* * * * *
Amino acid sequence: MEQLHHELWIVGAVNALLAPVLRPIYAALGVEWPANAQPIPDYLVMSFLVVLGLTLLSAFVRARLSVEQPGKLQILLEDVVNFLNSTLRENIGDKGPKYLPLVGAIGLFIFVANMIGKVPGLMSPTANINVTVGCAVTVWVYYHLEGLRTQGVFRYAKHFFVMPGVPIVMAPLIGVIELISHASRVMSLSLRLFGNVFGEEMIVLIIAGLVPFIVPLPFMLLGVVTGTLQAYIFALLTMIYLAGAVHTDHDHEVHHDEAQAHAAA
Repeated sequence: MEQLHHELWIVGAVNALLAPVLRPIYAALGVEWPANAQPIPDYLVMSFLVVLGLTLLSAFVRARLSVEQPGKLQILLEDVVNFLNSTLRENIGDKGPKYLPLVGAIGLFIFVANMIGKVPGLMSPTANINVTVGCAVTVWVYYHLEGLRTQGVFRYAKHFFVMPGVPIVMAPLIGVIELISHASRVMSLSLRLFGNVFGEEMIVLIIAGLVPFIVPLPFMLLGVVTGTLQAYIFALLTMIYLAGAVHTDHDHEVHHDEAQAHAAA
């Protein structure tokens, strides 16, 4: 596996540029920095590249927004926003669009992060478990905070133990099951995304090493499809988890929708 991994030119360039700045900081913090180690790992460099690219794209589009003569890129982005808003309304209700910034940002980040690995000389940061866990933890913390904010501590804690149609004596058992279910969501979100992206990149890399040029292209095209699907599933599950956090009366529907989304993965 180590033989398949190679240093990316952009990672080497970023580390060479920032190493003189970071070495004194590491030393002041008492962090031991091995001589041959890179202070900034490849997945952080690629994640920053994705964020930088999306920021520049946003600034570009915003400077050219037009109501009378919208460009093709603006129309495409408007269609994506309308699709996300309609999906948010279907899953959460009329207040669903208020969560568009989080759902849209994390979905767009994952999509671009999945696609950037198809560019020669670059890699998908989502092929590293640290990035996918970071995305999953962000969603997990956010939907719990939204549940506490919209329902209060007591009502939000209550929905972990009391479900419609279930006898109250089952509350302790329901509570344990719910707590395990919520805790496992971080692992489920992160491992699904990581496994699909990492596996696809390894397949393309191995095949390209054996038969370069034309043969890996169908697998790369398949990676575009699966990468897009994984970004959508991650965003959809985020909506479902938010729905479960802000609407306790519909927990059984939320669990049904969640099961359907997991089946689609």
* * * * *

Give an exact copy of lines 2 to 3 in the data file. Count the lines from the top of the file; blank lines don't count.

Repeated sequence: MEQLHHELWIVGAVNALLAPVLRPIYAALGVEWPANAQPIPDYLVMSFLVVLGLTLLSAFVRARLSVEQPGKLQILLEDVVNFLNSTLRENIGDKGPKYLPLVGAIGLFIFVANMIGKVPGLMSPTANINVTVGCAVTVWVYYHLEGLRTQGVFRYAKHFFVMPGVPIVMAPLIGVIELISHASRVMSLSLRLFGNVFGEEMIVLIIAGLVPFIVPLPFMLLGVVTGTLQAYIFALLTMIYLAGAVHTDHDHEVHHDEAQAHAAA
């Protein structure tokens, strides 16, 4: 596996540029920095590249927004926003669009992060478990905070133990099951995304090493499809988890929708 991994030119360039700045900081913090180690790992460099690219794209589009003569890129982005808003309304209700910034940002980040690995000389940061866990933890913390904010501590804690149609004596058992279910969501979100992206990149890399040029292209095209699907599933599950956090009366529907989304993965 180590033989398949190679240093990316952009990672080497970023580390060479920032190493003189970071070495004194590491030393002041008492962090031991091995001589041959890179202070900034490849997945952080690629994640920053994705964020930088999306920021520049946003600034570009915003400077050219037009109501009378919208460009093709603006129309495409408007269609994506309308699709996300309609999906948010279907899953959460009329207040669903208020969560568009989080759902849209994390979905767009994952999509671009999945696609950037198809560019020669670059890699998908989502092929590293640290990035996918970071995305999953962000969603997990956010939907719990939204549940506490919209329902209060007591009502939000209550929905972990009391479900419609279930006898109250089952509350302790329901509570344990719910707590395990919520805790496992971080692992489920992160491992699904990581496994699909990492596996696809390894397949393309191995095949390209054996038969370069034309043969890996169908697998790369398949990676575009699966990468897009994984970004959508991650965003959809985020909506479902938010729905479960802000609407306790519909927990059984939320669990049904969640099961359907997991089946689609």